Our Founding Fathers felt strongly about limiting the power of judges because they had suffered under tyrannical and dictatorial British judges. Reforming the judiciary, along with “no taxation without representation,” was among the American colonists’ principal complaints about the British Empire prior to the revolution.
In June 1788, Alexander Hamilton wrote that “Whoever attentively considers the different departments of power must perceive, that, in a government in which they are separated from each other, the judiciary, from the nature of its functions, will always be the least dangerous to the political rights of the Constitution; because it will be least in a capacity to annoy or injure them. The Executive not only dispenses the honors but holds the sword of the community. The legislature not only commands the purse, but prescribes the rules by which the duties and rights of every citizen are to be regulated. The judiciary, on the contrary, has no influence over either the sword or the purse; no direction either of the strength or of the wealth of the society; and can take no active resolution whatever. It may truly be said to have neither FORCE nor WILL, but merely judgment; and must ultimately depend upon the aid of the executive arm even for the efficacy of its judgments.” Federalist Paper No. 78
Judiciary encroachment began with the New Deal of the 1930’s, and has since began to act on the premise of judicial supremacy where they no longer review and apply law but actively seek to modify and create new constitutional law from the bench thereby using precedents to be binding on the other two branches. They operate on the assumption that a Supreme Court decision on constitutional interpretation is final for all branches of government unless the Court reverses itself in the future, or a constitutional amendment is passed. The result – the courts have become more assertive and politicized to the point of an abuse of power; an abuse allowed by the passivity of the executive and legislative branches, leaving us with a judicial branch that has run-a-amok.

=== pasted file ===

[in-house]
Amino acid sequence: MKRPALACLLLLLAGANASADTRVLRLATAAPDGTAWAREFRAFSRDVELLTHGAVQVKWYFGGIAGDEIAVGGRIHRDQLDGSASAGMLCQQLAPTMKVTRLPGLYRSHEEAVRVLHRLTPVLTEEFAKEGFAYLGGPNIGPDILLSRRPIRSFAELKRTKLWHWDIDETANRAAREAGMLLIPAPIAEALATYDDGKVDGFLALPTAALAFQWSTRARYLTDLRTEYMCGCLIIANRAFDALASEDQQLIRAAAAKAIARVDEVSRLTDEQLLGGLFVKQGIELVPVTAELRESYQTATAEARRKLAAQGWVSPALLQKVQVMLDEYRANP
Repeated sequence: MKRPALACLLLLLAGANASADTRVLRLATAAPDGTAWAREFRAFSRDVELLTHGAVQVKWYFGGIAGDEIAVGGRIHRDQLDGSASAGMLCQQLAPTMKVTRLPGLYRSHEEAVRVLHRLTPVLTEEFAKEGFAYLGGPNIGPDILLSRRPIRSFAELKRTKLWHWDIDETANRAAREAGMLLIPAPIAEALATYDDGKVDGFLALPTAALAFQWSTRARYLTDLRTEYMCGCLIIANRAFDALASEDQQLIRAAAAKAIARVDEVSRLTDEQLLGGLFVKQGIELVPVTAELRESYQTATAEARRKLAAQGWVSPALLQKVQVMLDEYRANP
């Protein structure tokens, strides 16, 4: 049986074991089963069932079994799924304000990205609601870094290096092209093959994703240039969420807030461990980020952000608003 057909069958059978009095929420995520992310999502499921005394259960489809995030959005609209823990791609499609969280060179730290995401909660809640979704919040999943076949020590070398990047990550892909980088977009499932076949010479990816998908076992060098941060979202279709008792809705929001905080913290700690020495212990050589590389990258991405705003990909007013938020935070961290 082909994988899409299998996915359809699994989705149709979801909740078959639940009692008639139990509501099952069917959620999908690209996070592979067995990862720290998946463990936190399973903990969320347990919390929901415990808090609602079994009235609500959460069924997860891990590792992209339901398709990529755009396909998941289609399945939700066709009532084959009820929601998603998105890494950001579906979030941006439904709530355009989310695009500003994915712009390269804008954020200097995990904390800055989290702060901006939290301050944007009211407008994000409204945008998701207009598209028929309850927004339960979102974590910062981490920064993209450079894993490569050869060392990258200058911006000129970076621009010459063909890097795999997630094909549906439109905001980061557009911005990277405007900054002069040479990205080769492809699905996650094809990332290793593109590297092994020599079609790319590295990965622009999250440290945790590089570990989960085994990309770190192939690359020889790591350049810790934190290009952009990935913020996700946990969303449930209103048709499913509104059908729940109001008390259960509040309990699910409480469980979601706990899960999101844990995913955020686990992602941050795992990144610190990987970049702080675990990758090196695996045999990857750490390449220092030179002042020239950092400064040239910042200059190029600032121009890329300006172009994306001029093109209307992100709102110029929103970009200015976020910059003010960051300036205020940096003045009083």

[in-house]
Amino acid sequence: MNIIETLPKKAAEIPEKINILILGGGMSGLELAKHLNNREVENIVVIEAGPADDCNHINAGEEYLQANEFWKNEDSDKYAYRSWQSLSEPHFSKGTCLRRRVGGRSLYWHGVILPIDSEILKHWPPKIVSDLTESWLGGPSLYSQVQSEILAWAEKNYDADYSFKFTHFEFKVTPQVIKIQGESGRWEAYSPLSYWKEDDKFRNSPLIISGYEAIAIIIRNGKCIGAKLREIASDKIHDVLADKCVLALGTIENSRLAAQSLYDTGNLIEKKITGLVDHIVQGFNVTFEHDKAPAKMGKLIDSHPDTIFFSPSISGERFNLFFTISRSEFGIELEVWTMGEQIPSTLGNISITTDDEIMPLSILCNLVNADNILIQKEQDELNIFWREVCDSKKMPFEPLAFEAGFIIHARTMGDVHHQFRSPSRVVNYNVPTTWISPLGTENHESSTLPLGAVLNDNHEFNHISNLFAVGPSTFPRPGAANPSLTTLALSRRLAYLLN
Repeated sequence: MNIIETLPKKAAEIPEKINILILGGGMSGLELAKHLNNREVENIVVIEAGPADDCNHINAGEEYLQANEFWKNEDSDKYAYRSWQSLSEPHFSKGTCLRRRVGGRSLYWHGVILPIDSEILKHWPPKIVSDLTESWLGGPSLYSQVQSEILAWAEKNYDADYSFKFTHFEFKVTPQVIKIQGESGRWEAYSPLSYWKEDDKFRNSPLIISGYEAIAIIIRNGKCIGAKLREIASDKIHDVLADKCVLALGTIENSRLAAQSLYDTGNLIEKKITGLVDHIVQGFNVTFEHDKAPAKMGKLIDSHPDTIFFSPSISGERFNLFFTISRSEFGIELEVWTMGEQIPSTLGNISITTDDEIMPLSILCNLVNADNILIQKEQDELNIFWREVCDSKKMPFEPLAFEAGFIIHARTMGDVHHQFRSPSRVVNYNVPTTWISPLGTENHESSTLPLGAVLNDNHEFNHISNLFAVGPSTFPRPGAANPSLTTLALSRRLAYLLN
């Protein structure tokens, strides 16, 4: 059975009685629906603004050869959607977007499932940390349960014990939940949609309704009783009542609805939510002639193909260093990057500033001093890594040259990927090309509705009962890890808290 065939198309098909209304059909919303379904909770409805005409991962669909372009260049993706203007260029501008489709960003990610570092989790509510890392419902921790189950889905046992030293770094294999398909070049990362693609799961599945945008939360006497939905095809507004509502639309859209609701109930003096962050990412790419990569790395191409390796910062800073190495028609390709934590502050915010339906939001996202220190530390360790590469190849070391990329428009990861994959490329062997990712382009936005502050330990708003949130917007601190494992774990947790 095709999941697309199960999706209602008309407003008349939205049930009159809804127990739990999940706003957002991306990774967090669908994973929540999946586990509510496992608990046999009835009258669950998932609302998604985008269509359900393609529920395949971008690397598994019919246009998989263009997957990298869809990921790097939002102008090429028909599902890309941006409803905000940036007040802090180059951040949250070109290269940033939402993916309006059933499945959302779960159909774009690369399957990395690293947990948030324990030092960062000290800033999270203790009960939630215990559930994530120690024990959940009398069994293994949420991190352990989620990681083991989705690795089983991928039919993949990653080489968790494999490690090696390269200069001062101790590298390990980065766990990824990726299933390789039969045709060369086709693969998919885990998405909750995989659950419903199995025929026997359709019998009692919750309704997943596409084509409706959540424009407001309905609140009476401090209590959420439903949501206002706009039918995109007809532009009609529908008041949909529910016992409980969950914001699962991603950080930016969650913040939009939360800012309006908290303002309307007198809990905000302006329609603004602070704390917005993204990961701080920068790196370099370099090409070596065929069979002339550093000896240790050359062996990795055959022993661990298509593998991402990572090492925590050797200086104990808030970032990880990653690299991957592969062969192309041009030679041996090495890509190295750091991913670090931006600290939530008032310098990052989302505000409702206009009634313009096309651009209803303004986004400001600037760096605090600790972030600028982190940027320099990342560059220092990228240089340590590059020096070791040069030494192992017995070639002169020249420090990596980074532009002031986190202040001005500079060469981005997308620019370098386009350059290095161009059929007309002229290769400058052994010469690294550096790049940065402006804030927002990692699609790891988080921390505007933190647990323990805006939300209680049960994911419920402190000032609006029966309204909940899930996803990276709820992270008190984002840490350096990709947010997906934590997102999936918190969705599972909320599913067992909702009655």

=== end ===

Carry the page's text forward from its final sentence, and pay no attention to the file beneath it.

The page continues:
Thomas Jefferson was clear about the absurdity of claims of judicial supremacy: “. . .to consider the judges as the ultimate arbiters of all constitutional questions; is a very dangerous doctrine indeed, and one which would place us under the despotism of an oligarchy.” He warned that “the germ of dissolution of our federal government is in the constitution of the federal judiciary, an irresponsible body. . .working like gravity by night and day, gaining a little today and a little tomorrow, and advancing its noiseless step like a thief, over the field of jurisdiction, until all shall be usurped from the States, and the government of all be consolidated into one.”
President Andrew Jackson similarly interposed the executive branch against the Supreme Court during the debate over removing the charter of the Bank of the United Sates. To those who asserted that the Bank was constitutional because of Supreme Court precedent, Jackson retorted: “The opinion of the judges has no more authority over Congress than the opinion of Congress has over the judges, and on that point the President is independent of both. The authority of the Supreme Court must not, therefore, be permitted to control the Congress or the Executive when acting in their legislative capacities, but to have only such influence as the force of their reasoning may deserve.”